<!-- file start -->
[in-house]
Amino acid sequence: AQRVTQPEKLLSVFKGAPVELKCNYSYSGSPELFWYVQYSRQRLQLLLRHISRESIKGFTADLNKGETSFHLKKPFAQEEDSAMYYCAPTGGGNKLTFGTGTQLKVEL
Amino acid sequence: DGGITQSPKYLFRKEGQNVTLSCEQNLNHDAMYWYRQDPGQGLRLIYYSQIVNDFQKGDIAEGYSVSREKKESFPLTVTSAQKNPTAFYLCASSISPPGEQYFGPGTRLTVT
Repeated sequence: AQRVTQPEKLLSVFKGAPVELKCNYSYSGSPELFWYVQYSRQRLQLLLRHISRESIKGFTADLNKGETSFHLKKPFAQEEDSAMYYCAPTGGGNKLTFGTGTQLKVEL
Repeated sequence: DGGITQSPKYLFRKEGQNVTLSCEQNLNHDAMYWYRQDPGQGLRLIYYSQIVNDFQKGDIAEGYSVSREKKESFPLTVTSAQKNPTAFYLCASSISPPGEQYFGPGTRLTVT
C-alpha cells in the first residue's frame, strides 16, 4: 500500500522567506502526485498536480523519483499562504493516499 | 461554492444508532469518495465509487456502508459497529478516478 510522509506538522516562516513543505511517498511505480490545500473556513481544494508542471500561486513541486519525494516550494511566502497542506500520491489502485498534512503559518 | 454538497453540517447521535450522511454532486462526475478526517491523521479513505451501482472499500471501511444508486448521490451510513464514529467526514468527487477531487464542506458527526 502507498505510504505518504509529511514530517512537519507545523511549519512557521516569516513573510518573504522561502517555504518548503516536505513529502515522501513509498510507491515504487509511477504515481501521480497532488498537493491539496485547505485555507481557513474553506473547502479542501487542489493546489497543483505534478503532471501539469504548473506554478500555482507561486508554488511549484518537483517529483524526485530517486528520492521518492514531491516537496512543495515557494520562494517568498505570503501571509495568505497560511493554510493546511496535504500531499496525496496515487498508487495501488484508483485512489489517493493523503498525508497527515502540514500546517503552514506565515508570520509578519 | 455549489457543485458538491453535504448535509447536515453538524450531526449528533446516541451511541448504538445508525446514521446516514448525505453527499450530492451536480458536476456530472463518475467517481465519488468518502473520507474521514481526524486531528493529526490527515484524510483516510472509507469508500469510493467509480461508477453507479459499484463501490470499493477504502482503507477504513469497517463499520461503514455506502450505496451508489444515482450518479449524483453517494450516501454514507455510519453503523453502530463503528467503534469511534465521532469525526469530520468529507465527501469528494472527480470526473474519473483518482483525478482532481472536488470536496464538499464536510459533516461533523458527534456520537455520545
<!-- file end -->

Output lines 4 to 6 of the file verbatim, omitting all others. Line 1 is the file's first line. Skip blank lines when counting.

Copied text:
Repeated sequence: AQRVTQPEKLLSVFKGAPVELKCNYSYSGSPELFWYVQYSRQRLQLLLRHISRESIKGFTADLNKGETSFHLKKPFAQEEDSAMYYCAPTGGGNKLTFGTGTQLKVEL
Repeated sequence: DGGITQSPKYLFRKEGQNVTLSCEQNLNHDAMYWYRQDPGQGLRLIYYSQIVNDFQKGDIAEGYSVSREKKESFPLTVTSAQKNPTAFYLCASSISPPGEQYFGPGTRLTVT
C-alpha cells in the first residue's frame, strides 16, 4: 500500500522567506502526485498536480523519483499562504493516499 | 461554492444508532469518495465509487456502508459497529478516478 510522509506538522516562516513543505511517498511505480490545500473556513481544494508542471500561486513541486519525494516550494511566502497542506500520491489502485498534512503559518 | 454538497453540517447521535450522511454532486462526475478526517491523521479513505451501482472499500471501511444508486448521490451510513464514529467526514468527487477531487464542506458527526 502507498505510504505518504509529511514530517512537519507545523511549519512557521516569516513573510518573504522561502517555504518548503516536505513529502515522501513509498510507491515504487509511477504515481501521480497532488498537493491539496485547505485555507481557513474553506473547502479542501487542489493546489497543483505534478503532471501539469504548473506554478500555482507561486508554488511549484518537483517529483524526485530517486528520492521518492514531491516537496512543495515557494520562494517568498505570503501571509495568505497560511493554510493546511496535504500531499496525496496515487498508487495501488484508483485512489489517493493523503498525508497527515502540514500546517503552514506565515508570520509578519 | 455549489457543485458538491453535504448535509447536515453538524450531526449528533446516541451511541448504538445508525446514521446516514448525505453527499450530492451536480458536476456530472463518475467517481465519488468518502473520507474521514481526524486531528493529526490527515484524510483516510472509507469508500469510493467509480461508477453507479459499484463501490470499493477504502482503507477504513469497517463499520461503514455506502450505496451508489444515482450518479449524483453517494450516501454514507455510519453503523453502530463503528467503534469511534465521532469525526469530520468529507465527501469528494472527480470526473474519473483518482483525478482532481472536488470536496464538499464536510459533516461533523458527534456520537455520545